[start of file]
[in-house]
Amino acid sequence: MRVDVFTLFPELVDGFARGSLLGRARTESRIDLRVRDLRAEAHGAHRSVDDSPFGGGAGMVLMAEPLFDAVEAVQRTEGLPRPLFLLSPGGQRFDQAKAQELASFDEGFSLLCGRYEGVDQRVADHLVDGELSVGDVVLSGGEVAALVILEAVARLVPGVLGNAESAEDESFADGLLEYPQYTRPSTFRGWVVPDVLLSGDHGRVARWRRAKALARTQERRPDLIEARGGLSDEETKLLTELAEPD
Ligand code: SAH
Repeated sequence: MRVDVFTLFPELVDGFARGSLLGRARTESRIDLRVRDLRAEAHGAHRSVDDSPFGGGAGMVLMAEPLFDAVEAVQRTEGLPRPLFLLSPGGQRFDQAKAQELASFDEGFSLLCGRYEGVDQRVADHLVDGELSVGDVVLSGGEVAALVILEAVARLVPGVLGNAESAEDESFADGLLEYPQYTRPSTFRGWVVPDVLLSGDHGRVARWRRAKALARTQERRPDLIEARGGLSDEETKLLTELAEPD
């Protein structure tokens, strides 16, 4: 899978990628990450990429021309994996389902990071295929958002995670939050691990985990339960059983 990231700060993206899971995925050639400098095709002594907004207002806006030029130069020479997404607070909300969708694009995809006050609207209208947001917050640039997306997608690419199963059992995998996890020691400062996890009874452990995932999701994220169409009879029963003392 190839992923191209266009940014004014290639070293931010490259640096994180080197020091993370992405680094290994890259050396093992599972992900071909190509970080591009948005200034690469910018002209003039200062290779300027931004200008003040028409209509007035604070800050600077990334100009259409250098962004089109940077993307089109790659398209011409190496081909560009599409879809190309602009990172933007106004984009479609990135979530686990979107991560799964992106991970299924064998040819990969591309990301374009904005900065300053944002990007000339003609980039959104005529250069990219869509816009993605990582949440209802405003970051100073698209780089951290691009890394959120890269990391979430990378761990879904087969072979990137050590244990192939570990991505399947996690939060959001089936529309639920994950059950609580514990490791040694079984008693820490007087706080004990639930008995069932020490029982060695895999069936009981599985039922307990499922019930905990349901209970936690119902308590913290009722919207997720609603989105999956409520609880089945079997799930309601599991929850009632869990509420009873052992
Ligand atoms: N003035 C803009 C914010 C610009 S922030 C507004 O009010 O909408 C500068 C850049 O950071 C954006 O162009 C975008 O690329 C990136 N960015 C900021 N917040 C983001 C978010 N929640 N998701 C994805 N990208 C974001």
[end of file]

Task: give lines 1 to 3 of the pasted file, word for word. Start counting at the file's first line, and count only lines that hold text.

[in-house]
Amino acid sequence: MRVDVFTLFPELVDGFARGSLLGRARTESRIDLRVRDLRAEAHGAHRSVDDSPFGGGAGMVLMAEPLFDAVEAVQRTEGLPRPLFLLSPGGQRFDQAKAQELASFDEGFSLLCGRYEGVDQRVADHLVDGELSVGDVVLSGGEVAALVILEAVARLVPGVLGNAESAEDESFADGLLEYPQYTRPSTFRGWVVPDVLLSGDHGRVARWRRAKALARTQERRPDLIEARGGLSDEETKLLTELAEPD
Ligand code: SAH